Take a moment to celebrate a fake European country’s impact on rock with my five favorite fake rock accents.
1. Robert Pollard
Maybe not all the time, but that Brit accent certainly comes up some of the time and enough to warrant mention (“Liar’s Tale” comes immediately to mind, amongst the billions of songs). His accent isn’t an attempt at something obnoxious (this means you, Rancid) but a tribute to the bands that established the rock harmonies used to make his tiny, poppy songs seem so legit. It could be a side effect of Budweiser overdose, but I wouldn’t know (this means you, Budweiser).
2. Adrian Belew
OK, I’m listing him not so much for an accent per se, but for going against his nature and dropping a perfect Bob Dylan in Frank Zappa’s “Flakes”. Zappa demanded a lot from his musicians, including the killing of an idol or two. I’m a bit surprised that Belew just didn’t make his guitar sound like Dylan, an act surely in his fantastic wheelhouse.
See a video clip of Sparks on Music Laden, and Russell’s accent sounds like he might have driven his car to the show. I’m not sure when the decision to get your fake accent on is made: something to calm the nerves? Something to hide your unconfidence behind? Whatever. It works. It adds great camp value to somewhat silly themes, creates some aura of mystery about the band’s origin (Los Angeles), and seasons the music with a bit of weirdness. In my fave song, “Thank God It’s Not Xmas”, the accent kind of goes away in the chorus, but the verses make up for it with near unintelligibly.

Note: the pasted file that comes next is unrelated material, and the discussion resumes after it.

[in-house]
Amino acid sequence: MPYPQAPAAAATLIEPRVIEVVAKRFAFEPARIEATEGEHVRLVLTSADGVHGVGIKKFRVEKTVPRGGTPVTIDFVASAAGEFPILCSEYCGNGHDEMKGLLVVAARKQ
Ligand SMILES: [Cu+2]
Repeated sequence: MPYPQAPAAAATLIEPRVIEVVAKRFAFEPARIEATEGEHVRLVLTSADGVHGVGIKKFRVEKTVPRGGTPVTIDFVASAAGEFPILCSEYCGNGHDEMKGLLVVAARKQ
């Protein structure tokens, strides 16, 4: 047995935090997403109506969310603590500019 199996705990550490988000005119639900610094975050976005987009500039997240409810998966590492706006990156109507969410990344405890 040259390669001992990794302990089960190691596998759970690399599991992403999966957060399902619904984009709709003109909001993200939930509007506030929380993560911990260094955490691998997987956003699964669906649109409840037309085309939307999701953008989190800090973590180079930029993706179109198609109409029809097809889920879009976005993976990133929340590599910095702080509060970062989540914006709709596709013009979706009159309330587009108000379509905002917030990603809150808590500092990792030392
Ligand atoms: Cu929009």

4. John Lydon
Before John Lydon/Johnny Rotten come about, no one knew what a douchebag was supposed to sound like. There is valuable source material now (for listeners that need a medicated douche, a Blink 182 or Sum 41 album is also available).
5. Brian Ferry
All signs point to Roxy Music’s performance of “Virgina Plain” on Top of the Pops as a life- and culture-changing event. People must have felt either completely liberated or scared enough to get up and lock the door during the “teenage rebel of the week” line. They all looked like they were from outer space, but in a bit of xenophobia brilliance Brian Ferry sounded like and Eastern Bloc refugee. It was a bit more campy in the tuxedo, but in the space outfits Ferry put a foreign stamp on their glam invasion: “We look like B-movie Martians, we sound like loose Germans, and your kids are in love with us.” Without the accent? Silliness. With the accent? Danger and intrigue.